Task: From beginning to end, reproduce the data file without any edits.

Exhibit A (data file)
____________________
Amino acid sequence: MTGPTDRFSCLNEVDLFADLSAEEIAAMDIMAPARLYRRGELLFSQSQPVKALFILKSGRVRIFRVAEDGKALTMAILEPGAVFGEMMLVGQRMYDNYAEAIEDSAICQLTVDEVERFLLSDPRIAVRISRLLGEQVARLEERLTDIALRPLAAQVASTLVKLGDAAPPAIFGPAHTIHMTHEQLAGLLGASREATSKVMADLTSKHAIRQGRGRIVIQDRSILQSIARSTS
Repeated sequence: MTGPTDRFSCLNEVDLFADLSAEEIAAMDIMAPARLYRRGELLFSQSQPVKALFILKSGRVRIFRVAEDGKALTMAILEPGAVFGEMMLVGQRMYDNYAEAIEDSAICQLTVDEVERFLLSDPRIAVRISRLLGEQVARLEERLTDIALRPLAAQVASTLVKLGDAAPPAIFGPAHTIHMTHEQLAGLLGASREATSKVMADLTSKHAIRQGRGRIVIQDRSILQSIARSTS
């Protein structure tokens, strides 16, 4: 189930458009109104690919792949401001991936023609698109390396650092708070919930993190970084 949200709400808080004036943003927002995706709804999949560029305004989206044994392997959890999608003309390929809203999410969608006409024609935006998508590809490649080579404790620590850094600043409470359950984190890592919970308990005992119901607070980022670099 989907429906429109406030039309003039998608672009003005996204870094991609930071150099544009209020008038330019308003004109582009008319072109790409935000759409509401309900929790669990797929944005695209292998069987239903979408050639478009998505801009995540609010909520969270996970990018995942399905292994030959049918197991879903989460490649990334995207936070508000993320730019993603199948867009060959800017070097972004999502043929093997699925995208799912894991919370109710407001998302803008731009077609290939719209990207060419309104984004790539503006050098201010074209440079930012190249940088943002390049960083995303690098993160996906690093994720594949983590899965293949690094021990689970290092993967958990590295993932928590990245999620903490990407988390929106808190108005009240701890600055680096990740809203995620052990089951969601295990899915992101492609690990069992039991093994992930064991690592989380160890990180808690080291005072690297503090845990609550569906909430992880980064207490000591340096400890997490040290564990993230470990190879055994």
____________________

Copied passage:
Amino acid sequence: MTGPTDRFSCLNEVDLFADLSAEEIAAMDIMAPARLYRRGELLFSQSQPVKALFILKSGRVRIFRVAEDGKALTMAILEPGAVFGEMMLVGQRMYDNYAEAIEDSAICQLTVDEVERFLLSDPRIAVRISRLLGEQVARLEERLTDIALRPLAAQVASTLVKLGDAAPPAIFGPAHTIHMTHEQLAGLLGASREATSKVMADLTSKHAIRQGRGRIVIQDRSILQSIARSTS
Repeated sequence: MTGPTDRFSCLNEVDLFADLSAEEIAAMDIMAPARLYRRGELLFSQSQPVKALFILKSGRVRIFRVAEDGKALTMAILEPGAVFGEMMLVGQRMYDNYAEAIEDSAICQLTVDEVERFLLSDPRIAVRISRLLGEQVARLEERLTDIALRPLAAQVASTLVKLGDAAPPAIFGPAHTIHMTHEQLAGLLGASREATSKVMADLTSKHAIRQGRGRIVIQDRSILQSIARSTS
């Protein structure tokens, strides 16, 4: 189930458009109104690919792949401001991936023609698109390396650092708070919930993190970084 949200709400808080004036943003927002995706709804999949560029305004989206044994392997959890999608003309390929809203999410969608006409024609935006998508590809490649080579404790620590850094600043409470359950984190890592919970308990005992119901607070980022670099 989907429906429109406030039309003039998608672009003005996204870094991609930071150099544009209020008038330019308003004109582009008319072109790409935000759409509401309900929790669990797929944005695209292998069987239903979408050639478009998505801009995540609010909520969270996970990018995942399905292994030959049918197991879903989460490649990334995207936070508000993320730019993603199948867009060959800017070097972004999502043929093997699925995208799912894991919370109710407001998302803008731009077609290939719209990207060419309104984004790539503006050098201010074209440079930012190249940088943002390049960083995303690098993160996906690093994720594949983590899965293949690094021990689970290092993967958990590295993932928590990245999620903490990407988390929106808190108005009240701890600055680096990740809203995620052990089951969601295990899915992101492609690990069992039991093994992930064991690592989380160890990180808690080291005072690297503090845990609550569906909430992880980064207490000591340096400890997490040290564990993230470990190879055994």